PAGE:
The IHBC’s heritage business register HESPR – our Historic Environment Service Providers Recognition quality assurance scheme for heritage services working to the IHBC’s standards – emails members weekly ‘News and Tender Alerts’, including notices gleaned from across the development sector’s publications, and for this week features a call for submissions on ‘Pandemic Urbanism’ – ‘to talk about and understand what pandemics do to cities’ – from MONU magazine on urbanism, closing 30 June.
When in 2009 Jacob Ross Boswell, in his article ’Dystopic Verdure’ in MONU #11 on ’Clean Urbanism’, introduced the topic of diseases, such as malaria, cholera, tuberculosis, yellow fever, and typhus etc, and how they had impacted urban landscapes and the shape of cities in the past, we were very intrigued and considered dedicating an entire issue on this topic. Particularly fascinating were his elaborations on how, by the second half of the 19th Century, urban designers and landscape architects such as Daniel Burnham, Frederick Law Olmsted, and a host of other architects, planners, and landscape architects collaborated with medical colleagues like Chicago’s John Rauch in reshaping American cities: broadening streets and boulevards to allow for more sanitary air flow, moving pestilential cemeteries and dumps to the fringes of the city, carving out, reclaiming, or simply seizing land for America’s first great urban parks, such as New York’s Central Park. However, in the end we abandoned the idea to create an entire MONU issue on the relation between diseases and cities, since it seemed to us as something that belonged to the past only.
However, since the recent outbreak of the global coronavirus pandemic with which the entire world struggles currently, there does not seem to be a theme that is more present than discussing the consequences of diseases – and in particular infectious and contagious diseases – for cities. Thus, we deem it necessary, important, and urgently relevant to initiate a reflection on ‘Pandemic Urbanism’…
Thus, with this new issue of MONU on ‘Pandemic Urbanism’ we would like to talk about and understand what pandemics do to cities, whether today or in the past, analyse and interpret their urban impacts, but come up with new ideas for cities and buildings too that improve our dealings with the current coronavirus pandemic and with pandemics in general. Additionally, we are also interested in all those stories and narratives that have taken place and continue to happen in our cities – such as rock stars giving private concerts from home, communal clapping on rooftops, the all day long wearing of pyjamas and tracksuits, to name just a few – that contribute to happy days despite – or especially due to – these weird times. In order to think about all of this, with this new open call for submissions for MONU #33 on ’Pandemic Urbanism’ we invite you to submit historical documentation, spatial descriptions, reflective analysis, bright understanding, brave forecasts, daring visions, creative solutions, captivating design proposals, problem-solving projects, hypnotising narratives and striking photography and illustrations. Abstracts of around 400 words, and images and illustrations in low resolution, should be sent, together with a short biography and a list of publications, as one single pdf-file that is not bigger than 1mb to firstname.lastname@example.org before June 30, 2020. MONU’s autumn issue #33 will be published in October 2020.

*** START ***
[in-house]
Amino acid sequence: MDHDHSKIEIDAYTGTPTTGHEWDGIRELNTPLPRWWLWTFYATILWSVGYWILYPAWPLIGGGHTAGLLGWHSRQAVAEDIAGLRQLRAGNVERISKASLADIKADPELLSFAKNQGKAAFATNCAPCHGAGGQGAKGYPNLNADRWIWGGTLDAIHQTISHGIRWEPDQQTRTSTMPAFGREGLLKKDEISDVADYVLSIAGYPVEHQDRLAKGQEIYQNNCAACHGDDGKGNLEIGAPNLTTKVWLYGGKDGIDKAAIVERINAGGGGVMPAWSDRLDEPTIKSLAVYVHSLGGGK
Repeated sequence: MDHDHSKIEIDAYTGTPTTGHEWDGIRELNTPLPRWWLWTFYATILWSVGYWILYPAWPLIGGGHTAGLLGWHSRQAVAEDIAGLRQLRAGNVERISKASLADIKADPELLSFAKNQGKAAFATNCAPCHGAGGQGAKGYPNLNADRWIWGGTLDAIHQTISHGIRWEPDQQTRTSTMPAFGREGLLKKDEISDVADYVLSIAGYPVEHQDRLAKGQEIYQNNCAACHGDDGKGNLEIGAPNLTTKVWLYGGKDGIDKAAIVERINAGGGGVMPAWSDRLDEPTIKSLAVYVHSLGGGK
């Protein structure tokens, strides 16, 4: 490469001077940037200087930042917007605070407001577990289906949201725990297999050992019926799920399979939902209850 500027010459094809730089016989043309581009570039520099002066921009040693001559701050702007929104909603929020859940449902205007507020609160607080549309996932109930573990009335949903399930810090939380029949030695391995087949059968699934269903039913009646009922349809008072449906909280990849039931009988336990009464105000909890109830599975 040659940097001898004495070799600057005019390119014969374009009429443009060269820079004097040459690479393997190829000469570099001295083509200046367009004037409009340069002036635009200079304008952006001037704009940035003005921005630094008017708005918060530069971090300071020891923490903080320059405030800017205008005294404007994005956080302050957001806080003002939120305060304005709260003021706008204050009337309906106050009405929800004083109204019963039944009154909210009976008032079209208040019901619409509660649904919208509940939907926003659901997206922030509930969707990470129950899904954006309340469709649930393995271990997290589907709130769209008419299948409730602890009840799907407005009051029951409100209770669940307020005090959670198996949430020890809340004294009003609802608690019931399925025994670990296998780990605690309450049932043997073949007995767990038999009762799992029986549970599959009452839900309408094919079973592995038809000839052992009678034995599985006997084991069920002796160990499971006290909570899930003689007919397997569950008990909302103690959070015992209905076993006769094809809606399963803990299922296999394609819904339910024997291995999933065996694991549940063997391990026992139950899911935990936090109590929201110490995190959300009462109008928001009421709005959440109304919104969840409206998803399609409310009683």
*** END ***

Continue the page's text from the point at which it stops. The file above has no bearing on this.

For more on HESPR and how to become a HESPR member see hespr.ihbc.org.uk
For a free promotion of your tendering opportunities and work needs to the IHBC’s HESPR members, please send details and links to Joanna at email@example.com, as soon as possible.
Tenders can also be advertised for a fee with IHBC Jobs etc, including a targeted email to 2000+ recipients as well as full coverage on our NewsBlog alerts and social platforms (membership and followers c.18,000) and websites with c. 290,000 visits a month. Contact Joanna at firstname.lastname@example.org